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Black Panther review - A self-contained marvellous adventure

by Andrew Siddall. Published Tue 13 Feb 2018 23:21, last updated: 15/02/18

It's been over twenty years since the Wesley Snipes fronted Black Panther movie was shelved by Columbia Pictures, but now, Marvel Studios have finally saw fit to give the King of Wakanda his cinematic due in the 18th addition to the ever expanding Marvel Cinematic Universe (MCU), under the capable direction of Creed’s Ryan Coogler.

After his incredible debut in Captain America: Civil War, T’Challa aka the Black Panther is the sovereign-in-waiting of the reclusive, but highly advanced, African nation of Wakanda, after his father, T’Chaka, perished in a bombing. However, it’s no small feat, with challenges for the throne from fractions within his own country, as well as two foes who conspire to drag Wakanda into a new world war.

Over the past few years, Marvel has hit a winning streak, with nearly all of their films being good or great. Black Panther is no exception and continues that streak in style, with a hybrid of Blade Runner and James Bond, sprinkled with African culture.

Chadwick Boseman returns as the newly appointed king, proving he truly was the right choice for the role. He gives a great performance as a king trying to continue his father’s legacy, while also being physically able to handle several demanding action scenes.

Ryan Coogler favourite Michael B. Jordan makes his return to the superhero world as the movies antagonist Erik Killmonger, a violent force with a mysterious past. This is a significant step up from Jordan’s last comic book appearance as Johnny Storm in Josh Trank’s ill-fated Fantastic 4 (2015).

Killmonger is arguably one of the best villains Marvel has adapted to the big screen. He’s brilliantly fleshed out and relatable. His motivations are completely justified and you really feel for him, until it becomes apparent how ruthless he can be.

Letitia Wright plays Shuri, a funny and entertaining scientist, and T’Challa’s little sister. The chemistry between them is fantastic and their relationship is brilliantly realised, with a small sequence early on and some quick humorous remarks dotted throughout the film. She also acts as the Q to T’Challa’s 007, providing him with multiple gadgets, including a snazzy new kinetic suit.

Like the rest of the MCU, this features plenty of prominent strong female characters, including Lupita Nyong’o as spy Nakia and Danai Gurira as Okoye, the head of T’Challa’s all-female bodyguard team, Dora Milaje. They all get their own moments to shine and have some fantastic action scenes between them.

There are a number of other returning characters from Marvel’s previous instalments, such as Martin Freeman as Everett K. Ross, who appeared in Captain America: Civil War (2016), and Andy Serkis as Ulysses Klaue, who last featured in Avengers: Age of Ultron (2015). Both of them have some great moments and really add extra layers to flesh out the rest of the film’s story.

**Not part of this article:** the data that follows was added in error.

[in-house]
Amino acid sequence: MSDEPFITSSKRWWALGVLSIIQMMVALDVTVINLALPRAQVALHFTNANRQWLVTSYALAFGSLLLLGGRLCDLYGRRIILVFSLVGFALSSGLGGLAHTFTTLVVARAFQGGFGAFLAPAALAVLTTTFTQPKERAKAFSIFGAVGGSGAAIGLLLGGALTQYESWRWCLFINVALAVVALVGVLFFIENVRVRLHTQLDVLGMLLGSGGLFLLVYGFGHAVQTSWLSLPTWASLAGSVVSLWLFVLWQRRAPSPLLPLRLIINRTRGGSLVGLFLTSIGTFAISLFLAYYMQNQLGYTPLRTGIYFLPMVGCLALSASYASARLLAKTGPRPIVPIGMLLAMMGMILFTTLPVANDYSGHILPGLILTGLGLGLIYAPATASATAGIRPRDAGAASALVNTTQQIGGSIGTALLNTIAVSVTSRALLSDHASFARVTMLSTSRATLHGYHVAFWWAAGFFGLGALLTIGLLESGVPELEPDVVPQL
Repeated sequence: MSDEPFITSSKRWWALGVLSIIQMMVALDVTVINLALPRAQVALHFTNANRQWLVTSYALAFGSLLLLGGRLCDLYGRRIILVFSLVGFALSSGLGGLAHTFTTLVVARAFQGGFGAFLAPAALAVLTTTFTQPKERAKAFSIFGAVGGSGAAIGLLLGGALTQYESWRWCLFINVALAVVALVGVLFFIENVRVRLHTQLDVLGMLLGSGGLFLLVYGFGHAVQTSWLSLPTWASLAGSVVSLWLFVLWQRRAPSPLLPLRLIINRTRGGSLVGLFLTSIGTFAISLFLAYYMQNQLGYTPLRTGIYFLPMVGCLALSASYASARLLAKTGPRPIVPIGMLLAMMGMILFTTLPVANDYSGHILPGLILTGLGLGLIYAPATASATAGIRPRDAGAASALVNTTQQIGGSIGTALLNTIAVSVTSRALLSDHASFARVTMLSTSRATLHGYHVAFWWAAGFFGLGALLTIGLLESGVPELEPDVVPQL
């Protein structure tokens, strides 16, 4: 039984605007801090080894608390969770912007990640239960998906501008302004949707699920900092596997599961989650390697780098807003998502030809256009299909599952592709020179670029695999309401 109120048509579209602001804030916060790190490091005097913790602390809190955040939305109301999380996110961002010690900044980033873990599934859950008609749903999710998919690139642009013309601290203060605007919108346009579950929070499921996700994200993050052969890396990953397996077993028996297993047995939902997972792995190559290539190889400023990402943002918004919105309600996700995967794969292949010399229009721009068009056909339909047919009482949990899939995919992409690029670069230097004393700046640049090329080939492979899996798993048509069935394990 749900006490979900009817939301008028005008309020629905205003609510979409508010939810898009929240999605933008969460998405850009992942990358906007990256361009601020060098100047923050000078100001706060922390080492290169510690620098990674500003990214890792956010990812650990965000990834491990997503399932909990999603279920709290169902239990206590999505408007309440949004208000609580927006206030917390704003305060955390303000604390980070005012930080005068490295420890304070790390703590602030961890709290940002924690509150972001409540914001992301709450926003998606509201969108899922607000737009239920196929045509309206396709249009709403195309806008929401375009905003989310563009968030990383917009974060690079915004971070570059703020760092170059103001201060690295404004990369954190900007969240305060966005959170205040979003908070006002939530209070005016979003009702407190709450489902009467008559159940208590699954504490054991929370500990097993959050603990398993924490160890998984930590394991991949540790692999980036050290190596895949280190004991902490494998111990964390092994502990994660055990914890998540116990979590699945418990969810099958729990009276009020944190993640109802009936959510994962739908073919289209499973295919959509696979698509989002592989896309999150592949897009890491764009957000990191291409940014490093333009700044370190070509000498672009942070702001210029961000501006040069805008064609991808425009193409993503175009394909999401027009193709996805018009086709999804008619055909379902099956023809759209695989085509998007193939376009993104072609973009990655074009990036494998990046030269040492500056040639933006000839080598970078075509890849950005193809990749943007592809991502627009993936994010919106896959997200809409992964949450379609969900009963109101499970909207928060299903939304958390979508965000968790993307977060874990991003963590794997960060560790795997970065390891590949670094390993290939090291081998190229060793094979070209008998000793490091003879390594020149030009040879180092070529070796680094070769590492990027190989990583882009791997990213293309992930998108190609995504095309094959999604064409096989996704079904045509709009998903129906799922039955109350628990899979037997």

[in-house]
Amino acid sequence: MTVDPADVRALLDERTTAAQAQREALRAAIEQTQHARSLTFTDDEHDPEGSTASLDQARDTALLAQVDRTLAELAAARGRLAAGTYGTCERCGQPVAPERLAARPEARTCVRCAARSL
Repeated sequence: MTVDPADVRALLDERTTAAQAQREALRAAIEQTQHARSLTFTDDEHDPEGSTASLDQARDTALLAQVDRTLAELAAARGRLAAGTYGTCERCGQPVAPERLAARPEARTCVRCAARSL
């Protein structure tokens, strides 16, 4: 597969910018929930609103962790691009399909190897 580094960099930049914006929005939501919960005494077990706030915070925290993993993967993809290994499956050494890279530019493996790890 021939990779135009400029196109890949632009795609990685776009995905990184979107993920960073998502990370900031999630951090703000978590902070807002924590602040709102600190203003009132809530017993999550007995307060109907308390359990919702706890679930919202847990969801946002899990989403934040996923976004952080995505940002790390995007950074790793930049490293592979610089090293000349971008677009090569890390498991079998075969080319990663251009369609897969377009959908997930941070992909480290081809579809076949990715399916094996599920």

In terms of story, the film twists and turns through a number of ideas that blend together seamlessly and form a complex but easy to follow plot, structured in a great three part act. Part of the story involves T’Challa hunting down Ulysses Klaue, who is attempting to sell off the hardest metal on Earth,Vibranium, while the rest of the film is a tense struggle for power over the Wakandan throne.

The score was composed by Ludwig Goransson, who gives a unique African, orchestral and electronic soundtrack that sounds incredible in surround sound. He even travelled to Senegal and South Africa to record local musicians to form the base of the score.

Kendrick Lamar got involved too by producing the film’s curated soundtrack and developing three original songs that appear throughout the movie. Cooglar chose him because Lamar’s artistic themes align with the ones explored in the film.

Like the rest of the MCU, Black Panther utilises the skills of Industrial Lights & Magic, who provide the visual effects. For the most part, they look amazing, with the stunning Ancestral Plane being a highlight, where a character can communicate to deceased relatives for a short time.

There are a couple of moments where the effects become a little overpowering and starts to look like computer graphics that needed some extra polishing, however, the investment in the characters and the attention to detail makes you forget about that and enjoy the spectacle.

And a spectacle it truly is. Nearly all of the film takes place in Africa with a near all-black cast. It embraces the culture, from the costumes to the music, creating one of the most immersive ventures into the country ever put to the big screen. It’s bright and colourful and marks a significant step for diversity in Hollywood.

Overall, Black Panther is one of the best instalments so far from Marvel Studios, with a great cast and brilliant story telling. Ryan Coogler has created an ambitious and well-made movie that will appeal to most audiences and get fans excited for Black Panther’s return in Avengers: Infinity War.


Purple Revolver rating: 4.5/5 – Legacy and honour fulfilled.



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